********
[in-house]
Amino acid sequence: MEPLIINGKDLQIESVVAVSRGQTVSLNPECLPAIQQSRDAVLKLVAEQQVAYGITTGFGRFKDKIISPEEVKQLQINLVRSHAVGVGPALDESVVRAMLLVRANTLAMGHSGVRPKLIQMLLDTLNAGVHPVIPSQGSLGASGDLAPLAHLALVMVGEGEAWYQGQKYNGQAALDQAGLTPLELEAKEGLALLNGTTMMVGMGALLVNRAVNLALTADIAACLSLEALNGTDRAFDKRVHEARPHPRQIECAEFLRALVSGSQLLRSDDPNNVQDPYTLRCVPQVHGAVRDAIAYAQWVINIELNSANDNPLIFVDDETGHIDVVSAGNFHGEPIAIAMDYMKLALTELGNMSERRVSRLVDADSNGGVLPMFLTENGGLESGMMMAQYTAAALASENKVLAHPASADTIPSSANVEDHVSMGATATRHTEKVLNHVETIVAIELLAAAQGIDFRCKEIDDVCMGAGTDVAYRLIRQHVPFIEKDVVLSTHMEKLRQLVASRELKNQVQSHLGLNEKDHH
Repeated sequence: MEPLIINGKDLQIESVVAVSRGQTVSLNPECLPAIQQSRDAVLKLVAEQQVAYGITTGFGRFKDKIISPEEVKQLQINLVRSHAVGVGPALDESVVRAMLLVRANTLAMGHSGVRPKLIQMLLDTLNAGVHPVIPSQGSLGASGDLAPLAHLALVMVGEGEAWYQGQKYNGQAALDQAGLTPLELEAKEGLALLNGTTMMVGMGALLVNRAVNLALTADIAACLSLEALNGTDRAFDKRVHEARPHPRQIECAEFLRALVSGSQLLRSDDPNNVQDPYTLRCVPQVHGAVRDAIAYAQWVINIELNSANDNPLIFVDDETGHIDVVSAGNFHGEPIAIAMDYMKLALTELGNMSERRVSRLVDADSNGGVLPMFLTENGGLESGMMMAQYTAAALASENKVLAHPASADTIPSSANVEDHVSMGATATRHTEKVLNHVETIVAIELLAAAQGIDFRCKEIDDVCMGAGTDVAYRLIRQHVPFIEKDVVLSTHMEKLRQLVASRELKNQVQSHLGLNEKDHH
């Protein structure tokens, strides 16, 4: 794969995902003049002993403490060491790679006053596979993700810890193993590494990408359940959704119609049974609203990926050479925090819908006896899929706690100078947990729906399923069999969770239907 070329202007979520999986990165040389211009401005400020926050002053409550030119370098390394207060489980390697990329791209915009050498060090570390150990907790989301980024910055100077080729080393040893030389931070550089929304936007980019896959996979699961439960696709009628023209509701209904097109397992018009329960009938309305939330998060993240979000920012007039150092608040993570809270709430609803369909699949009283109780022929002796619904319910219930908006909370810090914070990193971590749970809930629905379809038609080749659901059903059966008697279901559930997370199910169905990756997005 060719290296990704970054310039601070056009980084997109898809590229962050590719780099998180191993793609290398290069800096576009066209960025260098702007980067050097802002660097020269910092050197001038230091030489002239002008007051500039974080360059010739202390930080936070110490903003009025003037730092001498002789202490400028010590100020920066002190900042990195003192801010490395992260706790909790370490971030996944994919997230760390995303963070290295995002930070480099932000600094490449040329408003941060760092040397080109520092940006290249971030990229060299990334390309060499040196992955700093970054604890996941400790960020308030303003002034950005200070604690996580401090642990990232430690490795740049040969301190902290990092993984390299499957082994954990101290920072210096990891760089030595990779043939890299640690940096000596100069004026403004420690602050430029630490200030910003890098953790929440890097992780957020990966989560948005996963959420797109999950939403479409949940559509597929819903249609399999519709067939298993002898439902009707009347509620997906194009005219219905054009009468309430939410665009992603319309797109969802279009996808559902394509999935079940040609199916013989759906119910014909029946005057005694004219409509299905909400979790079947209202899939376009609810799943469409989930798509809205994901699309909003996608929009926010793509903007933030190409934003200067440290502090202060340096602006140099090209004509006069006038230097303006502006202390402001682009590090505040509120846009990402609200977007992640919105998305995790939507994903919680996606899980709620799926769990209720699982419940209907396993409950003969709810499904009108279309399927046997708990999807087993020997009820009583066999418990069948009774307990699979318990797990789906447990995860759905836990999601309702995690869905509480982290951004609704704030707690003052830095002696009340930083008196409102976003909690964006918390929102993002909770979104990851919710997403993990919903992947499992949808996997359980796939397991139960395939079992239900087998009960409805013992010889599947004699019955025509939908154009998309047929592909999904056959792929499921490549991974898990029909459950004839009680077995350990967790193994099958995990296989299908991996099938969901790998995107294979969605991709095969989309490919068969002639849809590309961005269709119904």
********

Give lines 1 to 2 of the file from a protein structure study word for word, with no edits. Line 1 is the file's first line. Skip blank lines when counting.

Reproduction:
[in-house]
Amino acid sequence: MEPLIINGKDLQIESVVAVSRGQTVSLNPECLPAIQQSRDAVLKLVAEQQVAYGITTGFGRFKDKIISPEEVKQLQINLVRSHAVGVGPALDESVVRAMLLVRANTLAMGHSGVRPKLIQMLLDTLNAGVHPVIPSQGSLGASGDLAPLAHLALVMVGEGEAWYQGQKYNGQAALDQAGLTPLELEAKEGLALLNGTTMMVGMGALLVNRAVNLALTADIAACLSLEALNGTDRAFDKRVHEARPHPRQIECAEFLRALVSGSQLLRSDDPNNVQDPYTLRCVPQVHGAVRDAIAYAQWVINIELNSANDNPLIFVDDETGHIDVVSAGNFHGEPIAIAMDYMKLALTELGNMSERRVSRLVDADSNGGVLPMFLTENGGLESGMMMAQYTAAALASENKVLAHPASADTIPSSANVEDHVSMGATATRHTEKVLNHVETIVAIELLAAAQGIDFRCKEIDDVCMGAGTDVAYRLIRQHVPFIEKDVVLSTHMEKLRQLVASRELKNQVQSHLGLNEKDHH